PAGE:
In the Danger Room, Dani is confronted by a Brood (though she doesn't know that's what it is), who says only Dani has sensed her presence and can destroy her. Later, the issue closes with the reveal that, like the X-Men, Professor X has a Brood egg implanted inside him as well (chronologically-speaking, this will be revealed in X-Men #166).
Air Force intelligence agent Colonel Michael Rossi, believed dead following X-Men #96 (when he threatened to pull the plug on Stephen Lang's mutant hunting program), re-appears, saying the world believing him dead has served him well. The backup story in Classic X-Men #7 will reveal that he survived his plane crashing, and his knowledge of Lang's involvement with the Council of the Chosen, the precursor to the Hellfire Club's Inner Circle, led to Sebastian Shaw's overthrow of the Council and rise to power. Stevie mentions she's heard his name from Xavier and Carol Danvers; we'll eventually learn he has a history with both Carol and Wolverine (stemming from the incident with the KGB referenced in X-Men #163). Rossi will pop up occasionally over the next few years, working as an agent of Xavier's, before disappearing into the background again.
Shaw mentions that Roberto's father Emmanuel is a member of the Hellfire Club, though not of it's Inner Circle, and Shaw considers recruiting him, kicking off a subplot that will run, mostly in the background, sight unseen, throughout the rest of the run of New Mutants.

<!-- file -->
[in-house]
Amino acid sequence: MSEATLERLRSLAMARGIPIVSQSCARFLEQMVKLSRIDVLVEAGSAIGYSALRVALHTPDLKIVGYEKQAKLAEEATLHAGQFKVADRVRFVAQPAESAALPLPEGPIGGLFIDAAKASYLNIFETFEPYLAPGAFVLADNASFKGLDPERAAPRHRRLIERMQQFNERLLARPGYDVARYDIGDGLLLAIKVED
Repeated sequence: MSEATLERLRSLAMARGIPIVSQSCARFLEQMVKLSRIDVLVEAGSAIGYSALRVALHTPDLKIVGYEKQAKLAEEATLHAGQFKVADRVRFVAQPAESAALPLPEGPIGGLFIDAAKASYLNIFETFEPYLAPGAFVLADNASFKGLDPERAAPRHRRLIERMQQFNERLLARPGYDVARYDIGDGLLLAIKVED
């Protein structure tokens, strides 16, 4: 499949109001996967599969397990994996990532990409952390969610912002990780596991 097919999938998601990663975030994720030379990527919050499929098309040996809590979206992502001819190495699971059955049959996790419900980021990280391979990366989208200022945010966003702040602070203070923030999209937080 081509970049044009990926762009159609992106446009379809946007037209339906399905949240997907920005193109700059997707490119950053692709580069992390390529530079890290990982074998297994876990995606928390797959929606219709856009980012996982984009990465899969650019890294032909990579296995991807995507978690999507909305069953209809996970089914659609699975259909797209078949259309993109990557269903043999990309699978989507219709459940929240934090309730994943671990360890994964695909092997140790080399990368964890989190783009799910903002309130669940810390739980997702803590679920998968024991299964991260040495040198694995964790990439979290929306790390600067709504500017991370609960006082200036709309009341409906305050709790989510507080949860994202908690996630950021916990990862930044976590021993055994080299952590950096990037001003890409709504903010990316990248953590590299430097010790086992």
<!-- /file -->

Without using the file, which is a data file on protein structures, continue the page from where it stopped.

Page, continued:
A Work in Progress
A readout from Project: Wideawake lists everyone except Dani's age, though later stories will reveal that Rahne's age is wrong, as she's considered the youngest member of the team.
While hanging out with the local kids, it's made clear that Rahne's name is pronounced like "rain". The New Mutants also get some grief for being "elite" private school kids who rarely mingle with the "common folk".
Shan notes that, as the oldest of the New Mutants, she is their de facto leader.
It's established that when Sunspot is powered up, he gains a certain amount of physical resiliency along with his super strength.
To her credit, by the time the Sentinels start trashing the mall, Stevie realizes she's in over her head.
I Love the 80s
The New Mutants see ET. It is the first movie Rahne has ever seen.
Thinking her name is "Rain", one of the local girls compares Rahne to Moon Unit Zappa, Frank Zappa's daughter, and asks if she's punk or new wave.